On March 27 1993, Bad Girl peaked at #20 on the Canadian Top 100 Singles chart (RPM).
Although the single fared better in Canada than it did south of the border (it peaked at #36 on the Hot 100), Bad Girl nevertheless earned the undesirable distinction of being Madonna’s lowest charting Canadian single since Borderline at the time, which had peaked at #25 in September, 1984.
On March 26 2009, Madonna’s I Am Because We Are documentary premiered online via YouTube and Hulu. The documentary was directed by Nathan Rissman and narrated by Madonna.
According to the press release:
I Am Because We Are depicts a journey in the second poorest country in the world, Malawi. In a country of 12 million people, so many children without parents has caused irreparable damage. The film attempts to explore what is going on in the heads and hearts of these orphans, and what the future holds for them. Suffering from AIDS, infections and malnutrition, most of the children in Malawi are in need for food, medical care, but also for proper education and guidance. More than just a story about Malawi, I Am Because We Are provides the audience with keys to help changing the situation but also spreads hope for a better world.
On March 25 2008, Madonna’s 4 Minutes was made available for digital download. The lead single from Hard Candy featured vocals by Justin Timberlake and Timbaland.
According to Madonna, the song is about saving the environment and “having a good time while we are doing it.”
On March 23 1991, Madonna’s Rescue Me jumped from #11 to #9 in its fourth week on the Billboard Hot 100 chart in the USA.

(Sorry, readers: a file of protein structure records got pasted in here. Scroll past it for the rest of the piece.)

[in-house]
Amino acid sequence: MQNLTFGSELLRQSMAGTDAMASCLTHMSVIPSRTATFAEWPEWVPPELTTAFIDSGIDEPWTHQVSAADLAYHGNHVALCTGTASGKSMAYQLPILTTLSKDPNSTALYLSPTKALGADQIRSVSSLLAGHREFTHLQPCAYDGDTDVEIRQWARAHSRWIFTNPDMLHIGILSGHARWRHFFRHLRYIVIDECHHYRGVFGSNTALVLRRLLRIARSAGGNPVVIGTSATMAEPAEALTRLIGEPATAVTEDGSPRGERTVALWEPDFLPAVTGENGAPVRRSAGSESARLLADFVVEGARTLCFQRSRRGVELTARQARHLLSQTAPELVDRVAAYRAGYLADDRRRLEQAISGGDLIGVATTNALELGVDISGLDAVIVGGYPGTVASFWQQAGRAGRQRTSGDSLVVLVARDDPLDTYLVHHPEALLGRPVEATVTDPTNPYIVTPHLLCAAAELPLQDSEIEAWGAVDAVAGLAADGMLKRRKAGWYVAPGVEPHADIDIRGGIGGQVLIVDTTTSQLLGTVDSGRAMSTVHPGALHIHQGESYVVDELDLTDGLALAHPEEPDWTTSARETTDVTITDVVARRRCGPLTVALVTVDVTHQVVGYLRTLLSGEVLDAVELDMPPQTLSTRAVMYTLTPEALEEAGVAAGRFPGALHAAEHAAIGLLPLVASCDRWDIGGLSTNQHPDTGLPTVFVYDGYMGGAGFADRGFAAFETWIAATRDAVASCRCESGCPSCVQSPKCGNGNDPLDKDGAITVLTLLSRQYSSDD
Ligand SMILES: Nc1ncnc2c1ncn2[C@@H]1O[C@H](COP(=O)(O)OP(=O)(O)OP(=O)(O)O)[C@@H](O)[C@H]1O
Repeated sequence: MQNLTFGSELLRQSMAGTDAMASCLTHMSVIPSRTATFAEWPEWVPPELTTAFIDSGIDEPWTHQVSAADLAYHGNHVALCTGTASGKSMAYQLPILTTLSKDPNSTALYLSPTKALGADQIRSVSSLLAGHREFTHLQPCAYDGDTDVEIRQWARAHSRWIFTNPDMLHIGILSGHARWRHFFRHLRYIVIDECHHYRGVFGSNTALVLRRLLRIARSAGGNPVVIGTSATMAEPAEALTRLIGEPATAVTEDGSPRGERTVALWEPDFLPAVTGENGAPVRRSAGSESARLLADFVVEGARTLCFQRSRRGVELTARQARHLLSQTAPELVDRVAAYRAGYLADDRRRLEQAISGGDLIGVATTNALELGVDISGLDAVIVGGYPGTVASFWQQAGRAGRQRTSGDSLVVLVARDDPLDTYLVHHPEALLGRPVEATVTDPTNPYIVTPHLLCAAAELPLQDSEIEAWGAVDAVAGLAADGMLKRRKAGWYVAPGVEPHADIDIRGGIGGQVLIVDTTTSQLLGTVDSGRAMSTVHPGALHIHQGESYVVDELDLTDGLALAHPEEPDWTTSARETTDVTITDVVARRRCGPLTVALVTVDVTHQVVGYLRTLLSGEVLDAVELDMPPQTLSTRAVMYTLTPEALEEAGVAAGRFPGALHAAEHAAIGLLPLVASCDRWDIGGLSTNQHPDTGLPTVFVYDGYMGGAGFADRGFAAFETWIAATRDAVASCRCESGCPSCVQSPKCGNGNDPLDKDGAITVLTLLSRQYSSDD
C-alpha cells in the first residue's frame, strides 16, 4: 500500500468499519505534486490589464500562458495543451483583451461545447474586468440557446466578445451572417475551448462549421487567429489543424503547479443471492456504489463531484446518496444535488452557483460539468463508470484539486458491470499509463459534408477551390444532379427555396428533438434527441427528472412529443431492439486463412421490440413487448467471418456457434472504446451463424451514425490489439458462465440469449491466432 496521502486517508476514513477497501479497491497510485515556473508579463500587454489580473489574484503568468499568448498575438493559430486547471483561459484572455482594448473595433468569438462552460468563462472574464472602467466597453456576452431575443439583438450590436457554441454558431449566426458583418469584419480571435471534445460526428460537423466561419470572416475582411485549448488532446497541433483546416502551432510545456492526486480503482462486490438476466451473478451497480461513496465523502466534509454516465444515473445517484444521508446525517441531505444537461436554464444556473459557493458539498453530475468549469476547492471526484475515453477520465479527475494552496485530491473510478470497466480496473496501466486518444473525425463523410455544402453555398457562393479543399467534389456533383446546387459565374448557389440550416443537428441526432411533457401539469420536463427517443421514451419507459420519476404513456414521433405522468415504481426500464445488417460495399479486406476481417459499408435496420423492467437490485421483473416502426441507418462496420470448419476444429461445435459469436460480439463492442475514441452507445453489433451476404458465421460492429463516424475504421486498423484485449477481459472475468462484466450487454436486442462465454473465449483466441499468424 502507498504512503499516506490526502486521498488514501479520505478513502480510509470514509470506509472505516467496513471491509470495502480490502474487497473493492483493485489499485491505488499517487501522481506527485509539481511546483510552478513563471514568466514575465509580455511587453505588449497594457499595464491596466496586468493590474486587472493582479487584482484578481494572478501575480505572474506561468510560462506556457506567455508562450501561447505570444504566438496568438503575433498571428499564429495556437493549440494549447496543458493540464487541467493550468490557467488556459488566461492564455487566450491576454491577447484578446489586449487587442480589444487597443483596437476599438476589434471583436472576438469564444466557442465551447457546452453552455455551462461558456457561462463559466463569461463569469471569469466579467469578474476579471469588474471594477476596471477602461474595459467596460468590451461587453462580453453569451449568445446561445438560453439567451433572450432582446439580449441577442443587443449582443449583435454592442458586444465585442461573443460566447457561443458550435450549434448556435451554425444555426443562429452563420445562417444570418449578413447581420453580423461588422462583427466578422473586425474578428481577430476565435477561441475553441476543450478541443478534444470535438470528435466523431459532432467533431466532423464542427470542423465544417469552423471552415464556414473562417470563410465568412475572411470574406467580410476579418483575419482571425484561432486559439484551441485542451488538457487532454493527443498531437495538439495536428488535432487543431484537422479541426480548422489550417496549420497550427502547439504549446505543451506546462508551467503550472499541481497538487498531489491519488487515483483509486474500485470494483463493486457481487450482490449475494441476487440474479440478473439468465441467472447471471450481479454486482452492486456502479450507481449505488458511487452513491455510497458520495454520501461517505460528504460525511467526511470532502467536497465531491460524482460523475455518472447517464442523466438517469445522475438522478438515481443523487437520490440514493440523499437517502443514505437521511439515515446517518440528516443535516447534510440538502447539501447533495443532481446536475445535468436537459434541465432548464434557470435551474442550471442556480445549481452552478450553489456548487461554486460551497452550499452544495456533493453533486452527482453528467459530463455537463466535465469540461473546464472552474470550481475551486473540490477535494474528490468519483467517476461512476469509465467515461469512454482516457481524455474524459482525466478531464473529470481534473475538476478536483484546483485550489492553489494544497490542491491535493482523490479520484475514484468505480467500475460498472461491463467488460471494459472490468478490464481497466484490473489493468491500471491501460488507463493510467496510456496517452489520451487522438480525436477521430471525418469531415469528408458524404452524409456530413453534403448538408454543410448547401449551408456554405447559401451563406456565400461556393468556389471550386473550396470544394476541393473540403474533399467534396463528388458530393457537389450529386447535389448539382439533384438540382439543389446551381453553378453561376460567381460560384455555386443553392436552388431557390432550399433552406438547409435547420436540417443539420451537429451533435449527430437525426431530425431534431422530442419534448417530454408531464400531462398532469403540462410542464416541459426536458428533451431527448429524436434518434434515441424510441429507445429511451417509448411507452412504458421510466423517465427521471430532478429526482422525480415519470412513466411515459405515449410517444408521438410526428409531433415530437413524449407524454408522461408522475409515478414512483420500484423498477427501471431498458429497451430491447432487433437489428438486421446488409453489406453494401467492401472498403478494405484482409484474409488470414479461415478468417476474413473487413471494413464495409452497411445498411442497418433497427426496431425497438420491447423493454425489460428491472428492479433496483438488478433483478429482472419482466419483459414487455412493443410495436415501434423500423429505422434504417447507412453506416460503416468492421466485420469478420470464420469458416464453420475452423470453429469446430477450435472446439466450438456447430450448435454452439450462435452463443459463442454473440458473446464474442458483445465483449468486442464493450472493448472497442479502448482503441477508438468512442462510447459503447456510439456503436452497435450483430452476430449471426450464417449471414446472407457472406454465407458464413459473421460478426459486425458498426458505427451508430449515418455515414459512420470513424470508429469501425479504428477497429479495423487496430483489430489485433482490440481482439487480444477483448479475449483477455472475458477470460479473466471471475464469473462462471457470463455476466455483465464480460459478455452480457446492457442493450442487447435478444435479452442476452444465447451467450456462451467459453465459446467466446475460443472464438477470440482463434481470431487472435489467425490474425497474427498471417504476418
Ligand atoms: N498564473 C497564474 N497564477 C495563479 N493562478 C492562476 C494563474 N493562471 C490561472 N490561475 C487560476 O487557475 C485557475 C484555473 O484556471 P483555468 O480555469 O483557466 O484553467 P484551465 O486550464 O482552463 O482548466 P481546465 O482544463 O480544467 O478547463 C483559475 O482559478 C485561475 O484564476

Rescue Me was released as the second single from Madonna’s first greatest hits package, The Immaculate Collection.
On March 22 2017, The Huffington Post published an article titled, “Why Madonna’s Like A Prayer Is The Most Important Album Ever Made By A Female Artist.”
Here are some of the highlights from the article:
28 years ago this week, Madonna released what is not only her best album to date, but also what could be the most important release ever by a female artist. That’s not to say that Like a Prayer is the best album ever by a female artist, but it’s pretty close. After six years of being considered pop fluff and a disco dolly, Madonna was finally taken seriously by most music critics in 1989. Still, Like a Prayer deserved even more than bewildering critical acclaim.
If Madonna and misogyny weren’t practically synonyms, Like a Prayer would have not only won several Grammys in 1990 (it didn’t even earn any major nominations), but it would be widely praised for its songwriting and production 28 years later. If a man delivered the same type of vocals Madonna did on Like a Prayer, critics would note that his voice isn’t technically perfect, but distinct, melodic, and full of emotion. When it comes to Madonna, who certainly could never hit the notes of Aretha Franklin or Whitney Houston, it’s just easier for people to say that she “can’t sing.”
For people (especially millennials) to understand how important Like a Prayer is to culture and music, they have to comprehend the repressive environment Madonna’s album arrived to in March of 1989. The late 1980s was ruled by the religious right, who believed AIDS was a curse God gave to the gay community. Women who were outspoken or wore revealing clothes were referred to as sluts, whores, bitches, etc. Police brutality among African Americans was still widely accepted without much of a backlash. And interracial dating was still considered a taboo.
The pamphlet on AIDS Madonna included with each copy of Like a Prayer alone proves that the notion of Madonna being a bad role model and having a bad influence on Generation X (especially women and teenagers) just isn’t true. Madonna educated many about AIDS and safe sex at a time when schools, the media, and religious institutions stayed away from the topic. A move like this in 1989 could have hurt a showbiz career, but Madonna survived and thrived by doing the right thing and, possibly, helping to save lives at the same time.
On March 21 2012, a William Orbit interview by Larry Flick to promote the release of MDNA aired on Sirius radio.
Madonna was also interviewed by Flick, although her spot aired a few days earlier.